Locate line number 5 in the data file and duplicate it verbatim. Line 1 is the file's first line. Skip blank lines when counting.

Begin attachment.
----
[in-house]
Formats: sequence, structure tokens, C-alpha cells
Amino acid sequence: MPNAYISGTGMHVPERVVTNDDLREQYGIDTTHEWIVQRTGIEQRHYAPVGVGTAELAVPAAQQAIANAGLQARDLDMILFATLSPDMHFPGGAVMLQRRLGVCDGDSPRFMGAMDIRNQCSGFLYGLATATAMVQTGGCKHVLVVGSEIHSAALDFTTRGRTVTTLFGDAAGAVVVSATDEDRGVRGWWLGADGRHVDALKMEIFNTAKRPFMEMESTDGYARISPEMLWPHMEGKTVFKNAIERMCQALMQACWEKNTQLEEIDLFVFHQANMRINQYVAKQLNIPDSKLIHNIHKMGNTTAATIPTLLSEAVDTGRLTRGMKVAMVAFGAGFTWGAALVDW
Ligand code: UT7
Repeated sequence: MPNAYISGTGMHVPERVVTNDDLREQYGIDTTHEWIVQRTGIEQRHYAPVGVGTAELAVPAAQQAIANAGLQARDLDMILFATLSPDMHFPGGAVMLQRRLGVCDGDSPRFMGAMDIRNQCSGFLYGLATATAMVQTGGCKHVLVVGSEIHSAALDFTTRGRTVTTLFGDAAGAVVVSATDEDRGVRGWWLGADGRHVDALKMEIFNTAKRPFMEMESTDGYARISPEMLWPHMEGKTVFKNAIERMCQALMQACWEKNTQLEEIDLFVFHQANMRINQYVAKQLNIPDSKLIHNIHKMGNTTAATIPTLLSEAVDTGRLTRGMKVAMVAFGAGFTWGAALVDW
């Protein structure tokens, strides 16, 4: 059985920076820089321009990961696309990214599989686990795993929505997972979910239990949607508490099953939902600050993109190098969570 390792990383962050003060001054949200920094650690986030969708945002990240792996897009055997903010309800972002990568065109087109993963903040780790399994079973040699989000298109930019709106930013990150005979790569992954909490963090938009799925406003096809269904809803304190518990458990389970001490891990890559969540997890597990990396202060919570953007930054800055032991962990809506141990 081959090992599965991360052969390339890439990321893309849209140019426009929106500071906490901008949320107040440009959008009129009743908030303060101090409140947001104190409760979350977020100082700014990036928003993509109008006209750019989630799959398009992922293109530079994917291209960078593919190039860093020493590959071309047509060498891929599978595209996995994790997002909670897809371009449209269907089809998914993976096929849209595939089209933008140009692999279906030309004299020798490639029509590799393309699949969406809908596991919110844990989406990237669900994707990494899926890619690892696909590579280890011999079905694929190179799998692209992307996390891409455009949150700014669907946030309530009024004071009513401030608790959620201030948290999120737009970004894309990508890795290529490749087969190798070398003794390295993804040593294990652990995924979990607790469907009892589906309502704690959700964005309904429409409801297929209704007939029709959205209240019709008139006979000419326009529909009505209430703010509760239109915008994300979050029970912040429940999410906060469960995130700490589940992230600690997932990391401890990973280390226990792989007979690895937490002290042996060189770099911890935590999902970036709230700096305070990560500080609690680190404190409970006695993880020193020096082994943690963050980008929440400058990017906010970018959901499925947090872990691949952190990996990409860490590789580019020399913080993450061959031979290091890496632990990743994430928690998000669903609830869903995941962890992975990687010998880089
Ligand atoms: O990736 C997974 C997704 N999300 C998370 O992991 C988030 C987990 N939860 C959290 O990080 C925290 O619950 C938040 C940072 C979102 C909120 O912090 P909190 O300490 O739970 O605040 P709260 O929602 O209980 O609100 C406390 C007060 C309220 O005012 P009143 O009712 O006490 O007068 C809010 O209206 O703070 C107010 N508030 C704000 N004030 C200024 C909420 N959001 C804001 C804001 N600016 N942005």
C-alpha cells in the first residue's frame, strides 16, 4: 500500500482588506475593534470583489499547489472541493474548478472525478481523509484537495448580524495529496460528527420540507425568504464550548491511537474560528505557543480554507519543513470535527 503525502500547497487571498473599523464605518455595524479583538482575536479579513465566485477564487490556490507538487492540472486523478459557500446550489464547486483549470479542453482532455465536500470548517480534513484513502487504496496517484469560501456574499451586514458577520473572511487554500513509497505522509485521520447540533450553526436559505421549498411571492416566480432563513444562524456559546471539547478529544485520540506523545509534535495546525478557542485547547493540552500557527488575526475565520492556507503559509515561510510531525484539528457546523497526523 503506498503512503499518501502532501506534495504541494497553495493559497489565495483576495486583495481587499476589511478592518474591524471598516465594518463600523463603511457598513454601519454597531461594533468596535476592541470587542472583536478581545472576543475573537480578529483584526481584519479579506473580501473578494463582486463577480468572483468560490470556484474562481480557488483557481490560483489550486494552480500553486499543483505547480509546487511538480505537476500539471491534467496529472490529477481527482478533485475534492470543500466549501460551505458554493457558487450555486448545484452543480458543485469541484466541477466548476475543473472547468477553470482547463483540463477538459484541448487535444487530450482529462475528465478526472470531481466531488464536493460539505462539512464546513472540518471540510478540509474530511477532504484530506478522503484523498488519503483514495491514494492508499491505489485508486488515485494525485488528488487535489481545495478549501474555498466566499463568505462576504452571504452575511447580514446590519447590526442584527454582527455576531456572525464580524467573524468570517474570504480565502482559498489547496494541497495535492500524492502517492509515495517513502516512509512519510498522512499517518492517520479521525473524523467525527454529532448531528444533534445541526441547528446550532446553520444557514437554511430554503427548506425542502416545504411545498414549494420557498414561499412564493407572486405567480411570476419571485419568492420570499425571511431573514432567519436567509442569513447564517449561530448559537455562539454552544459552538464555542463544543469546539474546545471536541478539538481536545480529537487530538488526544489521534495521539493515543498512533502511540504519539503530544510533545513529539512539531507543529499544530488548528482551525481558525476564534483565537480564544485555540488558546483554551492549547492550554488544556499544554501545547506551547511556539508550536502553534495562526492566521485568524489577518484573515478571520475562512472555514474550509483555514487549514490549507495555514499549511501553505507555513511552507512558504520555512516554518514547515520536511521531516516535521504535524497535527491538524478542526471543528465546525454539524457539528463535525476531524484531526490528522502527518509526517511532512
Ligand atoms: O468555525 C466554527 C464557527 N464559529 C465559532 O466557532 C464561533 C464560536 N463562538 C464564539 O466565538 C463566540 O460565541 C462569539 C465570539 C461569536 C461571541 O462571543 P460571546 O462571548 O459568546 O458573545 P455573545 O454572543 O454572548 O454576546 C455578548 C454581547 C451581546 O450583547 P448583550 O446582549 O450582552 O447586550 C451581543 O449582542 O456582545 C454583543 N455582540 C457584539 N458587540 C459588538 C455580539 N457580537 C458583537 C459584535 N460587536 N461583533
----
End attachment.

Repeated sequence: MPNAYISGTGMHVPERVVTNDDLREQYGIDTTHEWIVQRTGIEQRHYAPVGVGTAELAVPAAQQAIANAGLQARDLDMILFATLSPDMHFPGGAVMLQRRLGVCDGDSPRFMGAMDIRNQCSGFLYGLATATAMVQTGGCKHVLVVGSEIHSAALDFTTRGRTVTTLFGDAAGAVVVSATDEDRGVRGWWLGADGRHVDALKMEIFNTAKRPFMEMESTDGYARISPEMLWPHMEGKTVFKNAIERMCQALMQACWEKNTQLEEIDLFVFHQANMRINQYVAKQLNIPDSKLIHNIHKMGNTTAATIPTLLSEAVDTGRLTRGMKVAMVAFGAGFTWGAALVDW